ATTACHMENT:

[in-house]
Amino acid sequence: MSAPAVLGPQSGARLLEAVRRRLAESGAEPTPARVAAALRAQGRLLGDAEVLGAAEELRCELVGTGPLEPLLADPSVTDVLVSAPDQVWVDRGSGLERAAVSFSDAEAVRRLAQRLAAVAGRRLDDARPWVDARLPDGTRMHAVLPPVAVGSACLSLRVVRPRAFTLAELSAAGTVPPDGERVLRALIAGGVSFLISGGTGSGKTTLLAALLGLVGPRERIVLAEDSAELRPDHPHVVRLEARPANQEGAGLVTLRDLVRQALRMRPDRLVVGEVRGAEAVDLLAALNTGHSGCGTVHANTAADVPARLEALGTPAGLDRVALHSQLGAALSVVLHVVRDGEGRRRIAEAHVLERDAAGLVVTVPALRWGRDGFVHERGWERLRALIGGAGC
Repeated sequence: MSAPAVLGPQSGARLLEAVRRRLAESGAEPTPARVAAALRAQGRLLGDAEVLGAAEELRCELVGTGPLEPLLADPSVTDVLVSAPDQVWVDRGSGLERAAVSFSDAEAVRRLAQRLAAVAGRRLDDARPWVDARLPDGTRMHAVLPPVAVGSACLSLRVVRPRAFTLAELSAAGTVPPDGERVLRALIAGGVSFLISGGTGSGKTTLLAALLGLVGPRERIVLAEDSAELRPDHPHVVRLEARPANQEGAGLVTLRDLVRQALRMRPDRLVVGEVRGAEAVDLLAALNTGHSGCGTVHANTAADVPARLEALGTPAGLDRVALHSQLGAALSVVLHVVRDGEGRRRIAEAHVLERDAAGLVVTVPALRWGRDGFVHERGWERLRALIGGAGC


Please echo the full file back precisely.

[in-house]
Amino acid sequence: MSAPAVLGPQSGARLLEAVRRRLAESGAEPTPARVAAALRAQGRLLGDAEVLGAAEELRCELVGTGPLEPLLADPSVTDVLVSAPDQVWVDRGSGLERAAVSFSDAEAVRRLAQRLAAVAGRRLDDARPWVDARLPDGTRMHAVLPPVAVGSACLSLRVVRPRAFTLAELSAAGTVPPDGERVLRALIAGGVSFLISGGTGSGKTTLLAALLGLVGPRERIVLAEDSAELRPDHPHVVRLEARPANQEGAGLVTLRDLVRQALRMRPDRLVVGEVRGAEAVDLLAALNTGHSGCGTVHANTAADVPARLEALGTPAGLDRVALHSQLGAALSVVLHVVRDGEGRRRIAEAHVLERDAAGLVVTVPALRWGRDGFVHERGWERLRALIGGAGC
Repeated sequence: MSAPAVLGPQSGARLLEAVRRRLAESGAEPTPARVAAALRAQGRLLGDAEVLGAAEELRCELVGTGPLEPLLADPSVTDVLVSAPDQVWVDRGSGLERAAVSFSDAEAVRRLAQRLAAVAGRRLDDARPWVDARLPDGTRMHAVLPPVAVGSACLSLRVVRPRAFTLAELSAAGTVPPDGERVLRALIAGGVSFLISGGTGSGKTTLLAALLGLVGPRERIVLAEDSAELRPDHPHVVRLEARPANQEGAGLVTLRDLVRQALRMRPDRLVVGEVRGAEAVDLLAALNTGHSGCGTVHANTAADVPARLEALGTPAGLDRVALHSQLGAALSVVLHVVRDGEGRRRIAEAHVLERDAAGLVVTVPALRWGRDGFVHERGWERLRALIGGAGC